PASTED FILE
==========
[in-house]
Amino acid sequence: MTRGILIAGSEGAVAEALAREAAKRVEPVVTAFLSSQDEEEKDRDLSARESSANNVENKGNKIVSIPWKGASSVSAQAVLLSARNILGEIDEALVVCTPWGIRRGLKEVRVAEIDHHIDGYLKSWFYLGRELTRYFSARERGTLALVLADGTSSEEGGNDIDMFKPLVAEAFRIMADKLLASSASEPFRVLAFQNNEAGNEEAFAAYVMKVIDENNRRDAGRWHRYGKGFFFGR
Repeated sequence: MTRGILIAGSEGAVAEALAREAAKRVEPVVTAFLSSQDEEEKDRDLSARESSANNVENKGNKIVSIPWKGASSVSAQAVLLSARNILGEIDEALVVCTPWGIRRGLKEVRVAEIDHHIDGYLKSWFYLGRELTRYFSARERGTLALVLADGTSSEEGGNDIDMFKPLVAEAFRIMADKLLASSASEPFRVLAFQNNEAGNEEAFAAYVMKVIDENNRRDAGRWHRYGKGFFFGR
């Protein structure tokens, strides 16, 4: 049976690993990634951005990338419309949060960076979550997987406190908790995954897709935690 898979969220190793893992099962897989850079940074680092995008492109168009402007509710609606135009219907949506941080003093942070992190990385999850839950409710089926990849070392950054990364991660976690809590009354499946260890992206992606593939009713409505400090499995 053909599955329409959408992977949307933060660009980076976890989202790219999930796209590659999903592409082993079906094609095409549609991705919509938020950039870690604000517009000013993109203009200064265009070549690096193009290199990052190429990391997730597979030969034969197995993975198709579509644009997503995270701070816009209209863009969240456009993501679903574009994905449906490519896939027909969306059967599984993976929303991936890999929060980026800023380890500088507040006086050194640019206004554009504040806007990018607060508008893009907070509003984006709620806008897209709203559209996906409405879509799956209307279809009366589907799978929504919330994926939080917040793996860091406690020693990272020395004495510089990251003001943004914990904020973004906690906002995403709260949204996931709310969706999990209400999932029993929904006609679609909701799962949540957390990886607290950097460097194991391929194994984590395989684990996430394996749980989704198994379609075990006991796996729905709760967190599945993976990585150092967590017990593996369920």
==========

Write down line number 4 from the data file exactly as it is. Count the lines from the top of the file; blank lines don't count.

């Protein structure tokens, strides 16, 4: 049976690993990634951005990338419309949060960076979550997987406190908790995954897709935690 898979969220190793893992099962897989850079940074680092995008492109168009402007509710609606135009219907949506941080003093942070992190990385999850839950409710089926990849070392950054990364991660976690809590009354499946260890992206992606593939009713409505400090499995 053909599955329409959408992977949307933060660009980076976890989202790219999930796209590659999903592409082993079906094609095409549609991705919509938020950039870690604000517009000013993109203009200064265009070549690096193009290199990052190429990391997730597979030969034969197995993975198709579509644009997503995270701070816009209209863009969240456009993501679903574009994905449906490519896939027909969306059967599984993976929303991936890999929060980026800023380890500088507040006086050194640019206004554009504040806007990018607060508008893009907070509003984006709620806008897209709203559209996906409405879509799956209307279809009366589907799978929504919330994926939080917040793996860091406690020693990272020395004495510089990251003001943004914990904020973004906690906002995403709260949204996931709310969706999990209400999932029993929904006609679609909701799962949540957390990886607290950097460097194991391929194994984590395989684990996430394996749980989704198994379609075990006991796996729905709760967190599945993976990585150092967590017990593996369920």